The program requirements are set out in section 5318(a) and (h):

5318. Compliance, exemptions, and summons authority

(a) General power of Secretary. – The Secretary of the Treasury may (except under section 5315 of this title and regulations prescribed under section 5315)

(2) require a class of domestic financial institutions or nonfinancial trades or businesses to maintain appropriate procedures to ensure compliance with this subchapter and regulations prescribed under this subchapter or to guard against money laundering;

*****

(h) Anti-money laundering programs.

(1) In general. – In order to guard against money laundering through financial institutions, each financial institution shall establish anti-money laundering programs, including, at a minimum

(A) the development of internal policies, procedures, and controls;

(B) the designation of a compliance officer;

(C) an ongoing employee training program; and

(D) an independent audit function to test programs.

(2) Regulations – The Secretary of the Treasury, after consultation with the appropriate Federal functional regulator (as defined in section 509 of the Gramm-Leach-Bliley Act), may prescribe minimum standards for programs established under paragraph (1) …

So the law provides what Congress intended when it comes to the Bank Secrecy Act: the overall purpose is to require certain reports or records where they have a high degree of usefulness to government authorities, and that purpose is met, in part, by requiring financial institutions to maintain appropriate procedures and establish AML programs to guard against money laundering. The law also provides that minimum standards for these programs are to be prescribed by the Secretary of the Treasury through regulations.

Those regulations are set out at 31 CFR chapter X. Chapter X includes general provisions required of all financial institutions (in section 1010) and then specific provisions for the eleven categories of financial institutions subject to the regulations (in sections 1020-1030) such as banks (1020), casinos (1021), MSBs (1022), etc. None of those sections includes a “purpose” statement, and none of them compel financial institutions to provide reports that have a high degree of usefulness to government authorities. None of them include the phrase “high degree of usefulness”.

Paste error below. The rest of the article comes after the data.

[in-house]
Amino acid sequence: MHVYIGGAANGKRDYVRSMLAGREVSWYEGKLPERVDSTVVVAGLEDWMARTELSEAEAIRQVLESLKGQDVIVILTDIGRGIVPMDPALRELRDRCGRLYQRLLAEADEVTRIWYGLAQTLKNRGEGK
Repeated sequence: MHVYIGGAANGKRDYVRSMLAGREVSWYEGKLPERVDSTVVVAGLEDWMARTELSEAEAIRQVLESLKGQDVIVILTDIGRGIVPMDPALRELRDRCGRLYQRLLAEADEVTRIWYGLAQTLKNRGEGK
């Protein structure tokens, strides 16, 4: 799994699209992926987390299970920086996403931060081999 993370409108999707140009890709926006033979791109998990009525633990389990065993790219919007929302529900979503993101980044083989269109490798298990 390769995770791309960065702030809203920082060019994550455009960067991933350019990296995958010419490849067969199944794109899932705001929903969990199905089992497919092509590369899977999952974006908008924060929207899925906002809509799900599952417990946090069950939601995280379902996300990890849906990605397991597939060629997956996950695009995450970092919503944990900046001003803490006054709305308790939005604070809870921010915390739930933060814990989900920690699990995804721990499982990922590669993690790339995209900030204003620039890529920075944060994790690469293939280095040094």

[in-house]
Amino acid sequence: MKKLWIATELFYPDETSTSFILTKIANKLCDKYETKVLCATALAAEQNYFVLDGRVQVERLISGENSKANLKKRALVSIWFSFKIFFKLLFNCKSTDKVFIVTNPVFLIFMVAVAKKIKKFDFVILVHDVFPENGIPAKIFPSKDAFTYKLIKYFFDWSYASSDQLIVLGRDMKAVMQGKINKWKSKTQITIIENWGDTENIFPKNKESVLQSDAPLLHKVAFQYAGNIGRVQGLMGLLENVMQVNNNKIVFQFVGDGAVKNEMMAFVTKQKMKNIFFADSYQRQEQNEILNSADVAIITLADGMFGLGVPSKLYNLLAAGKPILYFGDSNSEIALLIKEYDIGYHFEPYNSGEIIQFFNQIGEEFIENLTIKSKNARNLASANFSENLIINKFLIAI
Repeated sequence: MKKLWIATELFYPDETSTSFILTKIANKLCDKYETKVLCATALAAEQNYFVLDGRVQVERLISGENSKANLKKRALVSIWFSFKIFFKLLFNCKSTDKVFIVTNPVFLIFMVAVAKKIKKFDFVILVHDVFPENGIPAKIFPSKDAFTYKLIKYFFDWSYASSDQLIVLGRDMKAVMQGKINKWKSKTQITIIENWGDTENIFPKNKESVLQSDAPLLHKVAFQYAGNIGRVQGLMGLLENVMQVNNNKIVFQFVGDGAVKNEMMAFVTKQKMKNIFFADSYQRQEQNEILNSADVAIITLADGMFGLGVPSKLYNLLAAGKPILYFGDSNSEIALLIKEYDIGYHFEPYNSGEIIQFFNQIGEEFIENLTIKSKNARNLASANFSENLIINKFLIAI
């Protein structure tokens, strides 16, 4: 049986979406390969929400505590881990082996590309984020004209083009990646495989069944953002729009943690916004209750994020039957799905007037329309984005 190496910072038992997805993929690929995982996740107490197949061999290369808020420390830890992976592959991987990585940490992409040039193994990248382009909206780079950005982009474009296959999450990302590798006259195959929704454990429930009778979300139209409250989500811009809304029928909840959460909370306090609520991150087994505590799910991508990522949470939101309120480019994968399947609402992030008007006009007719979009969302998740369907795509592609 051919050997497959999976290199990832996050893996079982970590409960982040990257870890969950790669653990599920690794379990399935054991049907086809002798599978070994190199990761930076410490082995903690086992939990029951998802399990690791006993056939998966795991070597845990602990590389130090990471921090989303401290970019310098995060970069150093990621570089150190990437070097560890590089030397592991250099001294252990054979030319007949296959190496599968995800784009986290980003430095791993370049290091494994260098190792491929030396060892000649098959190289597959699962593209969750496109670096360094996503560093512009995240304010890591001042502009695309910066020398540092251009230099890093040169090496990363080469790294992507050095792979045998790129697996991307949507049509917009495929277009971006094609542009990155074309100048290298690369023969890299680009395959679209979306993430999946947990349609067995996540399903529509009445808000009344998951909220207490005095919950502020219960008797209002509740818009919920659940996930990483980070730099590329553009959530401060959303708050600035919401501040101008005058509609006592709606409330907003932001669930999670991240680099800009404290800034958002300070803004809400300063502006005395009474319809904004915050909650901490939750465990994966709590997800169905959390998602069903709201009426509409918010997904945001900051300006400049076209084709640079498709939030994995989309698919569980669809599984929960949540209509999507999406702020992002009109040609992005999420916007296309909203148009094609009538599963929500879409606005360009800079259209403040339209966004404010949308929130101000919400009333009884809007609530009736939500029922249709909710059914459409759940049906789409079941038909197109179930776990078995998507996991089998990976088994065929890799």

Perhaps most important, though, none of the five full editions of the FFIEC BSA/AML Exam Manual, nor the 2016 and 2020 partial amendments, compel examiners to examine financial institutions on whether they provide reports that have a high degree of usefulness to government authorities or even include the phrase “high degree of usefulness”. Put another way, when conducting BSA examinations, neither FinCEN nor any of the financial regulatory agencies consider whether the institution is complying with the very purpose of the BSA.

To put this in perspective, the purpose of the Community Reinvestment Act (CRA) is to encourage financial institutions to help meet the credit needs of the communities in which they do business, including low- and moderate-income (LMI) neighborhoods. When conducting examinations of financial institutions’ CRA compliance, regulators will, in fact, look to whether those institutions are meeting the credit needs of the communities in which they do business, including low- and moderate-income (LMI) neighborhoods. Not so with the BSA: the purpose of the BSA is to require financial institutions to submit certain reports and keep certain records where they have a high degree of usefulness to government authorities, yet those institutions are not examined on whether the reports they submit or the records they keep have a high degree of usefulness to government authorities.

 Question 2

Are this ANPRM’s three proposed core elements and objectives of an “effective and reasonably designed” AML program appropriate? Should FinCEN make any changes to the three proposed elements of an “effective and reasonably designed” AML program in a future notice of proposed rulemaking?

As described above, FinCEN is considering regulatory amendments that would define an “effective and reasonably designed” program as one that:

  • Identifies, assesses, and reasonably mitigates the risks resulting from illicit financial activity, including terrorist financing, money laundering, and other related financial crimes, consistent with both the institution’s risk profile and the risks communicated by relevant government authorities as national AML priorities;
  • Assures and monitors compliance with the recordkeeping and reporting requirements of the BSA; and